Focus group interviews with 14 graduate nursing students from G University identified key educational needs for an innovative gerontological nursing program, emphasizing the importance of character and humanity education, understanding of older adults, technological skills, and enhancing the quality of life for older adults. Preferred educational methods included experiential, simulation-based, and discussion-based learning.

Phase three - mapping of course objectives

Based on the needs assessment and survey findings, the course objectives were formulated to enable nursing professionals to provide high-quality gerontological care in a rapidly evolving medical environment. Specific objectives targeted improvements in knowledge about older adults and dysphagia, attitudes towards ageism and older adults, and the development of transformative behavior (Table 2).

Table 2 Mapping of Course Objectives

Phase four - theory-based methods and strategies

The program’s theoretical approach incorporated experiential learning, critical reflection, and rational discourse. Participants experienced the physical challenges of aging through simulation suits and engaged in reflective journal writing to critically assess their perceptions and biases.

Phase five - course design

The IGNITE program consisted of six targeted modules, each addressing specific learning objectives such as nursing care for geriatric patients with arthritis, prevention of cognitive impairment, and end-of-life care. Innovative educational techniques like simulation and experiential learning were employed to deepen understanding and empathy for older adults. Learning objectives, modules, and teaching methods for the program are presented in Table 3.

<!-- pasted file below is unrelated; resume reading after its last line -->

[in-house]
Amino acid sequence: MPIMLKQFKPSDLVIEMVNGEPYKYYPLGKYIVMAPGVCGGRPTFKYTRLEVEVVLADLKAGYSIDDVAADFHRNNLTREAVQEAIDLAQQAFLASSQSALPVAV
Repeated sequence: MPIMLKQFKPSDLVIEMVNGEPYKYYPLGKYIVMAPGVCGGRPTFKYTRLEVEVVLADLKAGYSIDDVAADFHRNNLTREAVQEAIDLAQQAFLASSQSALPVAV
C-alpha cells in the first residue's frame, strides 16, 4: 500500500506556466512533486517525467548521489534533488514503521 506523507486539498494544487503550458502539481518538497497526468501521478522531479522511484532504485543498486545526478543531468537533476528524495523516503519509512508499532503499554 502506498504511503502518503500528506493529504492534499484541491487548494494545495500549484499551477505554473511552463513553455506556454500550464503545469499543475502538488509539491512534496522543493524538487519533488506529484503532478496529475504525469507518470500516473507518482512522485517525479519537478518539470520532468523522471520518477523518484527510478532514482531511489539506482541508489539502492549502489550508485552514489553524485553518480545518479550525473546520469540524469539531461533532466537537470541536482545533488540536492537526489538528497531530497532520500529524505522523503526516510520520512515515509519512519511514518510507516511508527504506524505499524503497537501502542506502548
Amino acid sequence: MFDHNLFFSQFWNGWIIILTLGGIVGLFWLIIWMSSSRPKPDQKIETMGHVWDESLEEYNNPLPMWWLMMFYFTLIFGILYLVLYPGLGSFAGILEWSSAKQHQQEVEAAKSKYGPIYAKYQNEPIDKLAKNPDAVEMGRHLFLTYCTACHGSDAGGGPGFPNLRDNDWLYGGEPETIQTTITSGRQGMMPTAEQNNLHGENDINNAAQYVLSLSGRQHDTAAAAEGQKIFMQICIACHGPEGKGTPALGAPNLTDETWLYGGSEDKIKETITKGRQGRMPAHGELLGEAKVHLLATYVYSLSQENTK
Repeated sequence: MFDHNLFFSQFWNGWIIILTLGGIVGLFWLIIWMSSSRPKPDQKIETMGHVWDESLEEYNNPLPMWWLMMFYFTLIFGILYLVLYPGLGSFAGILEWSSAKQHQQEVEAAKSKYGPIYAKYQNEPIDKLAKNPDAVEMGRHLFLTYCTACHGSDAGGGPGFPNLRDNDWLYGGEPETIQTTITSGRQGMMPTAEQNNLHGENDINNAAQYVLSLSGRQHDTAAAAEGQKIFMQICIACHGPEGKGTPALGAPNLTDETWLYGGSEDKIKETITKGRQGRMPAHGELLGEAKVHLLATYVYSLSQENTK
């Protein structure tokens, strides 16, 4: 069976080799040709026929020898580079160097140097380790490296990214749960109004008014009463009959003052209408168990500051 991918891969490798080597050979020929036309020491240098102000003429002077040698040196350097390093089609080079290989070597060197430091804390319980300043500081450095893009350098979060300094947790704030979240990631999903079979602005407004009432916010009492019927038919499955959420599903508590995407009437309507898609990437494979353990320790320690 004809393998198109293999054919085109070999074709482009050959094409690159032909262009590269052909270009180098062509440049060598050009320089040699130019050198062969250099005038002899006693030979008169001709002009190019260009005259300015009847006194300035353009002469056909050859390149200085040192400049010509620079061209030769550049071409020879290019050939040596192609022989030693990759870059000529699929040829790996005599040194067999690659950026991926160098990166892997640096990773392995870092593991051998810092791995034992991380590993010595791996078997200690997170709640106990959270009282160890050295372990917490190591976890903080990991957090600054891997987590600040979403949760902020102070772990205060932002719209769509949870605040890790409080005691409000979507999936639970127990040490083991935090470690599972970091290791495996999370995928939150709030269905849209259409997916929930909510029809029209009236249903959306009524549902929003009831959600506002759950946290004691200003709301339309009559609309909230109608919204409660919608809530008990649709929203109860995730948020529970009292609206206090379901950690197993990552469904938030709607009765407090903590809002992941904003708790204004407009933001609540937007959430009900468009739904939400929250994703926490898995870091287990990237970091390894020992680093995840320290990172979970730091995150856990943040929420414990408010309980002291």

Table 3 Learning Objectives, Modules, and Teaching Methods in the IGNITE Program

Phase six - implementation and evaluation

The implementation of the IGNITE program began with the recruitment of participants, which was announced through the graduate school bulletin board of G National University. Additionally, cooperation was sought from the head of a nearby hospital to inform potential participants about the program’s content and purpose. The selection criteria for participants included having more than one year of clinical experience, a clear understanding of the study’s purpose, and a voluntary agreement to participate. Due to the COVID-19 pandemic, the group size was restricted to 10 people, and the program was conducted four times, each session spanning two days for a total of 16 h.

The evaluation of the program employed a pre- and post-test design to facilitate a detailed quantitative assessment of its impact. The participants, averaging 34 years in age, mostly had no religious affiliation (73%) and had diverse experiences living with older adults. Key improvements were observed post-program, including a significant decrease in ageism (t = 2.36, p =.025) and improved attitudes toward older adult care (t=-4.18, p <.001). Additionally, knowledge about dementia and attitudes toward dementia care showed substantial increases. These results are detailed in Table 4.

Table 4 The effect of the IGNITE program (N = 30)

A major aim of the IGNITE program was to promote transformative behavior. After completing the program, participants reported changes in various aspects of their behavior, with an average transformative behavior score of 7.9 out of 10. This score indicates substantial changes across multiple behavioral aspects.